Archivio per marzo 2019

10
Mar
19

Power and Leadership: A Complex Systems Science Approach Part I—Representation and Dynamics

Complexity Digest

Historical social narratives are dominated by the actions of powerful individuals as well as competitions for power including warfare, revolutions, and political change. Advancing our understanding of the origins, types and competitive strength of different kinds of power may yield a scaffolding for understanding historical processes and mechanisms for winning or avoiding conflicts. Michael Mann introduced a framework distinguishing four types of power: political, military, economic, and ideological. We show this framework can be justified based upon motivations of individuals to transfer decision making authority to leaders: Desire to be a member of a collective, avoiding harm due to threat, gaining benefit due to payment, acquiring a value system. Constructing models of societies based upon these types of power enables us to distinguish between social systems and describe their dynamics. Dynamical processes include (a) competition between power systems, (b) competition between powerful individuals within a power system of a society…

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10
Mar
19

Why science needs philosophy

Complexity Digest

Despite the tight historical links between science and philosophy, present-day scientists often perceive philosophy as completely different from, and even antagonistic to, science. We argue here that, to the contrary, philosophy can have an important and productive impact on science.

 

Opinion: Why science needs philosophy
Lucie Laplane, Paolo Mantovani, Ralph Adolphs, Hasok Chang, Alberto Mantovani, Margaret McFall-Ngai, Carlo Rovelli, Elliott Sober, and Thomas Pradeu
PNAS March 5, 2019 116 (10) 3948-3952; https://doi.org/10.1073/pnas.1900357116

Source: www.pnas.org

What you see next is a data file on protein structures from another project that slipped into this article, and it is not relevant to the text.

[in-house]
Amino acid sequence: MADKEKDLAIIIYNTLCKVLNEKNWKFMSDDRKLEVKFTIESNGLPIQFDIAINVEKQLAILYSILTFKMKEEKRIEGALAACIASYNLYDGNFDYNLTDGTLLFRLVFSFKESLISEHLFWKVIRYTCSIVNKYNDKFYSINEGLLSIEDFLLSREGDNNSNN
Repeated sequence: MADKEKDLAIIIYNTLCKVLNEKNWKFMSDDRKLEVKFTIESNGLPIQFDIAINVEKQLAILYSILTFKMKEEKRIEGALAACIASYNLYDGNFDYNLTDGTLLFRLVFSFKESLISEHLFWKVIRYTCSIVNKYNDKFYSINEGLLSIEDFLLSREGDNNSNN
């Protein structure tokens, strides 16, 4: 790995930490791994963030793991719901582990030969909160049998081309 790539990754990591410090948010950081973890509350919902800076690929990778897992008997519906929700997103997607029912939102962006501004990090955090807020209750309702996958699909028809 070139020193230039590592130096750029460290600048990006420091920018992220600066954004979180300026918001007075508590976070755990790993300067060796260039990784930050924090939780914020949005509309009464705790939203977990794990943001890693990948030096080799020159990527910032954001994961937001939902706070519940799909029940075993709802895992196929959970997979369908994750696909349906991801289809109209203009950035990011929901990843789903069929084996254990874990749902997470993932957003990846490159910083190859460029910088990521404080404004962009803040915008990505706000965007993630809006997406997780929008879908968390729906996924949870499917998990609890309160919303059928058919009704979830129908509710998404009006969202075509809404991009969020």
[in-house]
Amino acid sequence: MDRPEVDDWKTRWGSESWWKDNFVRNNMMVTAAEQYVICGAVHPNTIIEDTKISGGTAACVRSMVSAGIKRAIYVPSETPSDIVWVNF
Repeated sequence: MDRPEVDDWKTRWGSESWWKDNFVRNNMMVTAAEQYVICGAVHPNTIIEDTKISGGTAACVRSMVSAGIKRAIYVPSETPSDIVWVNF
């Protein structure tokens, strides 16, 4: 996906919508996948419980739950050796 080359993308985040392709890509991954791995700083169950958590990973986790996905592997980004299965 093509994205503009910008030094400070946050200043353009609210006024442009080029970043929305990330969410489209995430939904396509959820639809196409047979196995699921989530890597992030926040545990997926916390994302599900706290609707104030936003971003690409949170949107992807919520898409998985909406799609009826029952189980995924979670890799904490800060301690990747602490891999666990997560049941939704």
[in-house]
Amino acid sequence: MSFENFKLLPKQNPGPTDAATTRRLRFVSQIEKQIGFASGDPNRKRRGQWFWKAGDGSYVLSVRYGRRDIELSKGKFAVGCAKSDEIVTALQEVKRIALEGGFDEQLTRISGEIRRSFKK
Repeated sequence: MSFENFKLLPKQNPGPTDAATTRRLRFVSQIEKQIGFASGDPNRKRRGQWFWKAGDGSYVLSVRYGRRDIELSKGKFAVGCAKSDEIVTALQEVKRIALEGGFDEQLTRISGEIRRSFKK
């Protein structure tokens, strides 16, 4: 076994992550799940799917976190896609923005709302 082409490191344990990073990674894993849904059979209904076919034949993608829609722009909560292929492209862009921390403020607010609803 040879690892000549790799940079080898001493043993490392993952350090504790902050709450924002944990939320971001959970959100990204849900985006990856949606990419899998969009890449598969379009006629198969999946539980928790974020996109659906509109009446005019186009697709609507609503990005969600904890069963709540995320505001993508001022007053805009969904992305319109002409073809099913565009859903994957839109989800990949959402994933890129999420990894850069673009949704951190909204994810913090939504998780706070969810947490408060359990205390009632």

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10
Mar
19

Rare and everywhere: Perspectives on scale-free networks

Complexity Digest

Are scale-free networks rare or universal? Important or not? We present the recent research about degree distributions of networks. This is a controversial topic, but, we argue, with some adjustments of the terminology, it does not have to be.

 

Rare and everywhere: Perspectives on scale-free networks
Petter Holme 
Nature Communicationsvolume 10, Article number: 1016 (2019)

Source: www.nature.com

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05
Mar
19

A Self-Organizing Grouping Approach for Ship Traffic Scheduling in Restricted One-Way Waterway

Complexity Digest

Ship scheduling optimization is one of the most effective ways to eliminate the bottlenecks of waterway transportation, especially in restricted one-way waterways. In this study, a novel scheduling model called self-organizing grouping is proposed to minimize two types of delay time, which are the waiting time and the extra navigation time caused by speed reduction. The proposed model schedules ships in an iterative way based on the distributed scheduling mode. To alleviate the impact of local scheduling on the overall traffic efficiency, a grouping method is proposed, in which the ships are divided into different groups based on their arrival time interval. Moreover, the ships in the same group are scheduled to minimize the interferences among them by incorporating a grouping improvement strategy. The strategy is used to deal with the influence of ships with very small speed. Experiments are carried out by comparing the proposed model with the first-come-first-serve…

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